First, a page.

After previously serving in the Sydney University Regiment, Carrick joined the Australian Imperial Force in December 1940. He was posted to the 18th Anti-Tank Battery, which in December 1941 was deployed to West Timor as part of the Sparrow Force. After landing he was captured by the Japanese. Carrick was initially imprisoned on Java and later in Singapore's Changi prison camp. In 1943, he was sent to work on the Burma Railway, including at Hellfire Pass. He learned enough Malay and Japanese to act as an interpreter.[2] After his liberation towards the end of the war, he was seconded to the Supreme Allied Commander, Lord Mountbatten.[3][4]

Political career[edit]

In January 1946, Carrick began working as a research officer for the New South Wales Division of the Liberal Party. He was appointed general secretary of the Division in 1948, and would hold the position until 1971. The Bulletin dubbed him the "grey eminence of Ash Street", referring to the location of the party's headquarters. Along with the state president, Bill Spooner, Carrick toured New South Wales founding new branches and looking for prospective candidates. He published a book about liberalism in 1949 titled The Liberal Way of Progress. The Liberals were in power federally for virtually the duration of Carrick's tenure as general secretary, but did not win a state election until 1965, when Robert Askin was elected as premier.[2]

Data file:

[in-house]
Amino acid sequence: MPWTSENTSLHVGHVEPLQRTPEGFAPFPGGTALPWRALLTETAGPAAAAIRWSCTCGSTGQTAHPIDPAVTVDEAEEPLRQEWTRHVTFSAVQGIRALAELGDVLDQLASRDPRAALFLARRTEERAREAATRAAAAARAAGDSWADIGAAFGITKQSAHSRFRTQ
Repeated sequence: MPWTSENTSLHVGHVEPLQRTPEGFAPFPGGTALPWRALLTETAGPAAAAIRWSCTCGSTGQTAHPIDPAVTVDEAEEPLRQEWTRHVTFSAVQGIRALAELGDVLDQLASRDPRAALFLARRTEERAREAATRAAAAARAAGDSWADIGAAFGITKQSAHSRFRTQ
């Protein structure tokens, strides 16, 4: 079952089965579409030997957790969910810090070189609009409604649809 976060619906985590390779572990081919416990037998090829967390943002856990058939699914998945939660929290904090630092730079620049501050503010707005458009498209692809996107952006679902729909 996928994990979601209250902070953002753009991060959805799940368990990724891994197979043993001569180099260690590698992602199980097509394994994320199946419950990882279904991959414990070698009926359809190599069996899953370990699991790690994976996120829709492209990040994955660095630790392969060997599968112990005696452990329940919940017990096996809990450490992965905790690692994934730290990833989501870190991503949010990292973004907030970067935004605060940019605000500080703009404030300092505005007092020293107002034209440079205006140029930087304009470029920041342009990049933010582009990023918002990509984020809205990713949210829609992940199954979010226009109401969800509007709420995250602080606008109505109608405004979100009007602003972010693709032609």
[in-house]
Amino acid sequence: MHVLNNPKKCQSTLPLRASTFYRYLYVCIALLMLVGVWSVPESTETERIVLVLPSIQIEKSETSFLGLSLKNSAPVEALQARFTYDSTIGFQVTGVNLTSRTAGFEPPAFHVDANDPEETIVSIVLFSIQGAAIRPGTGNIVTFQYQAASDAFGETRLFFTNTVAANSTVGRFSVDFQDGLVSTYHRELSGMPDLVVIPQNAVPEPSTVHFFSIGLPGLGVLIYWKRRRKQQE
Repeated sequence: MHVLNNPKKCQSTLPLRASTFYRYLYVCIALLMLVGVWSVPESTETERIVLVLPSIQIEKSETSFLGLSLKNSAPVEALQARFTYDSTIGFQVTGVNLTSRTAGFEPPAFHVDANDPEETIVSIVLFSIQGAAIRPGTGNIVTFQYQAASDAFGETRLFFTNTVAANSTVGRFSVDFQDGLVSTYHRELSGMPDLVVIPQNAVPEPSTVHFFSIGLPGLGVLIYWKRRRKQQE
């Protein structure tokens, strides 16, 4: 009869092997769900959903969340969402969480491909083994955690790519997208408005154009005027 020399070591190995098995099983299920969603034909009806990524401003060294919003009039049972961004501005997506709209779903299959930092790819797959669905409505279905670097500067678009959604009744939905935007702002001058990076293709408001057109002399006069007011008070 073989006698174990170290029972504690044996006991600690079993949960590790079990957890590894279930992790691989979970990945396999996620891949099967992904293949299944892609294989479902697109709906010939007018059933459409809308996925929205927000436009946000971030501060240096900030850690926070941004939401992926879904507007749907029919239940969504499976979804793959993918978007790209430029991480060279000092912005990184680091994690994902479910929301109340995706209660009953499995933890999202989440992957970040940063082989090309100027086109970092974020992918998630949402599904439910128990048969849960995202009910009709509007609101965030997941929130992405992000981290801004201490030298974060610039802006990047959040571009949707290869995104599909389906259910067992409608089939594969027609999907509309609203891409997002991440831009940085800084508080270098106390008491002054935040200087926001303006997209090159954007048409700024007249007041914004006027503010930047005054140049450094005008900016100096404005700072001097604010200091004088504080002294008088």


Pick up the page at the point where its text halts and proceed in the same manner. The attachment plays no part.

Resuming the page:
After the retirement of Alister McMullin, Carrick won Liberal preselection for the 1970 half-Senate election, and was elected to a term beginning on 1 July 1971. He used his maiden speech to promote a series of proposed reforms to the relationship between the federal government and the states. His second speech was given in support Senator Lionel Murphy's private member's bill for the abolition of capital punishment, which he described as "legal murder". The bill passed the Senate but was defeated in the House of Representatives; a similar bill eventually passed in 1973. Carrick was a strong defender of the powers of the Senate, which he viewed as "the only safeguard against unbridled power and arrogance". He was one of the leading advocates for the Senate's deferral of the Whitlam Government's appropriation bills, which led to the 1975 constitutional crisis and the eventual dismissal of the government.[2]